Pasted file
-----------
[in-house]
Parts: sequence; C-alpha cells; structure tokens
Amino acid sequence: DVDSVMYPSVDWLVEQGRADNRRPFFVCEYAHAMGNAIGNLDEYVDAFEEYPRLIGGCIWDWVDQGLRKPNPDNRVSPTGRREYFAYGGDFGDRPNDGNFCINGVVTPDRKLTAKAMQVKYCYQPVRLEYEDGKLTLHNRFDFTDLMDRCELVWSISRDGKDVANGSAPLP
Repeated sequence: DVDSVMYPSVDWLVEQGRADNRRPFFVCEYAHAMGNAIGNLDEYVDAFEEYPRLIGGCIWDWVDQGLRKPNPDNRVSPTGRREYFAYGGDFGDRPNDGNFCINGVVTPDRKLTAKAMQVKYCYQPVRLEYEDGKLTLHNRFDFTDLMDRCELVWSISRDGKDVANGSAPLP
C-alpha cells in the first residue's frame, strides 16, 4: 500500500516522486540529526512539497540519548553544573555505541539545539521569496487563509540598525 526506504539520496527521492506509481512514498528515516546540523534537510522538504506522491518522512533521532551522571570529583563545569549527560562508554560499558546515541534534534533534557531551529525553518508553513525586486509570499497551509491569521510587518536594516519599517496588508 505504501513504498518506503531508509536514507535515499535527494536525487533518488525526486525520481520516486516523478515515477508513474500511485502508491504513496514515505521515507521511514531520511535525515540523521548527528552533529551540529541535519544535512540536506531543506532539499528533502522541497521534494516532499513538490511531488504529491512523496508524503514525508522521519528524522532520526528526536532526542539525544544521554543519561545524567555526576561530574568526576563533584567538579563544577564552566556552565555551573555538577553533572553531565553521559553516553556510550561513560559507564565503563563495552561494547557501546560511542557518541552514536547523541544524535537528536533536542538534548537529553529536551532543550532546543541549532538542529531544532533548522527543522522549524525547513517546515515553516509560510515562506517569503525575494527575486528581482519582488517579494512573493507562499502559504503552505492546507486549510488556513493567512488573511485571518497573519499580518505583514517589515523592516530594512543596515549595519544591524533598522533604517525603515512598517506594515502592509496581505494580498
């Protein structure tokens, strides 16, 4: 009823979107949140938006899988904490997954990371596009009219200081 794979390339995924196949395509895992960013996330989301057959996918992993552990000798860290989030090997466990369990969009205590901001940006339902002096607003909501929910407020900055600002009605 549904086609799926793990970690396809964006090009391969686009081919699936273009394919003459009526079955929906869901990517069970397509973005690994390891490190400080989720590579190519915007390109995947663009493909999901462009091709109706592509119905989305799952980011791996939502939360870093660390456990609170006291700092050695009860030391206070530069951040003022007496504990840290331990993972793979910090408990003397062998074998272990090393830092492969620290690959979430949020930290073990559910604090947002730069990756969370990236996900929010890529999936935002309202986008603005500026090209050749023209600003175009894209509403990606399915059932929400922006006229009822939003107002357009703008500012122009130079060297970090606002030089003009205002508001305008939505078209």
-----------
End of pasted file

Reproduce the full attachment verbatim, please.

[in-house]
Parts: sequence; C-alpha cells; structure tokens
Amino acid sequence: DVDSVMYPSVDWLVEQGRADNRRPFFVCEYAHAMGNAIGNLDEYVDAFEEYPRLIGGCIWDWVDQGLRKPNPDNRVSPTGRREYFAYGGDFGDRPNDGNFCINGVVTPDRKLTAKAMQVKYCYQPVRLEYEDGKLTLHNRFDFTDLMDRCELVWSISRDGKDVANGSAPLP
Repeated sequence: DVDSVMYPSVDWLVEQGRADNRRPFFVCEYAHAMGNAIGNLDEYVDAFEEYPRLIGGCIWDWVDQGLRKPNPDNRVSPTGRREYFAYGGDFGDRPNDGNFCINGVVTPDRKLTAKAMQVKYCYQPVRLEYEDGKLTLHNRFDFTDLMDRCELVWSISRDGKDVANGSAPLP
C-alpha cells in the first residue's frame, strides 16, 4: 500500500516522486540529526512539497540519548553544573555505541539545539521569496487563509540598525 526506504539520496527521492506509481512514498528515516546540523534537510522538504506522491518522512533521532551522571570529583563545569549527560562508554560499558546515541534534534533534557531551529525553518508553513525586486509570499497551509491569521510587518536594516519599517496588508 505504501513504498518506503531508509536514507535515499535527494536525487533518488525526486525520481520516486516523478515515477508513474500511485502508491504513496514515505521515507521511514531520511535525515540523521548527528552533529551540529541535519544535512540536506531543506532539499528533502522541497521534494516532499513538490511531488504529491512523496508524503514525508522521519528524522532520526528526536532526542539525544544521554543519561545524567555526576561530574568526576563533584567538579563544577564552566556552565555551573555538577553533572553531565553521559553516553556510550561513560559507564565503563563495552561494547557501546560511542557518541552514536547523541544524535537528536533536542538534548537529553529536551532543550532546543541549532538542529531544532533548522527543522522549524525547513517546515515553516509560510515562506517569503525575494527575486528581482519582488517579494512573493507562499502559504503552505492546507486549510488556513493567512488573511485571518497573519499580518505583514517589515523592516530594512543596515549595519544591524533598522533604517525603515512598517506594515502592509496581505494580498
């Protein structure tokens, strides 16, 4: 009823979107949140938006899988904490997954990371596009009219200081 794979390339995924196949395509895992960013996330989301057959996918992993552990000798860290989030090997466990369990969009205590901001940006339902002096607003909501929910407020900055600002009605 549904086609799926793990970690396809964006090009391969686009081919699936273009394919003459009526079955929906869901990517069970397509973005690994390891490190400080989720590579190519915007390109995947663009493909999901462009091709109706592509119905989305799952980011791996939502939360870093660390456990609170006291700092050695009860030391206070530069951040003022007496504990840290331990993972793979910090408990003397062998074998272990090393830092492969620290690959979430949020930290073990559910604090947002730069990756969370990236996900929010890529999936935002309202986008603005500026090209050749023209600003175009894209509403990606399915059932929400922006006229009822939003107002357009703008500012122009130079060297970090606002030089003009205002508001305008939505078209």